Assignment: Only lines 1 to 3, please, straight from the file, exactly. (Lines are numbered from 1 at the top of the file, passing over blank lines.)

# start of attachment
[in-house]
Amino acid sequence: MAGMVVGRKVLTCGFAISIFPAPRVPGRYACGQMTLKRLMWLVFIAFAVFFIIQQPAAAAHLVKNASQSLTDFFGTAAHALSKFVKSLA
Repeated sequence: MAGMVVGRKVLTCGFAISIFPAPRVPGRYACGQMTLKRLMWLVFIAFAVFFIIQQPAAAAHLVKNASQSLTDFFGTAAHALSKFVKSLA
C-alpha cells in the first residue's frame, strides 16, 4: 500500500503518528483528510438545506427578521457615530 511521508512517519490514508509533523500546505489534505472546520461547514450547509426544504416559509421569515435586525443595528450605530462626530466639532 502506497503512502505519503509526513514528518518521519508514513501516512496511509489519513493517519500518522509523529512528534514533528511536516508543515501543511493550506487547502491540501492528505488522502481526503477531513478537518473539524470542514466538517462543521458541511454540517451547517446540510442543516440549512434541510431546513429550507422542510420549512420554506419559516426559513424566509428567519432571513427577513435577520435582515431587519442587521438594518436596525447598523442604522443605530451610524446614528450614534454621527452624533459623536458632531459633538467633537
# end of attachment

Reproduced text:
[in-house]
Amino acid sequence: MAGMVVGRKVLTCGFAISIFPAPRVPGRYACGQMTLKRLMWLVFIAFAVFFIIQQPAAAAHLVKNASQSLTDFFGTAAHALSKFVKSLA
Repeated sequence: MAGMVVGRKVLTCGFAISIFPAPRVPGRYACGQMTLKRLMWLVFIAFAVFFIIQQPAAAAHLVKNASQSLTDFFGTAAHALSKFVKSLA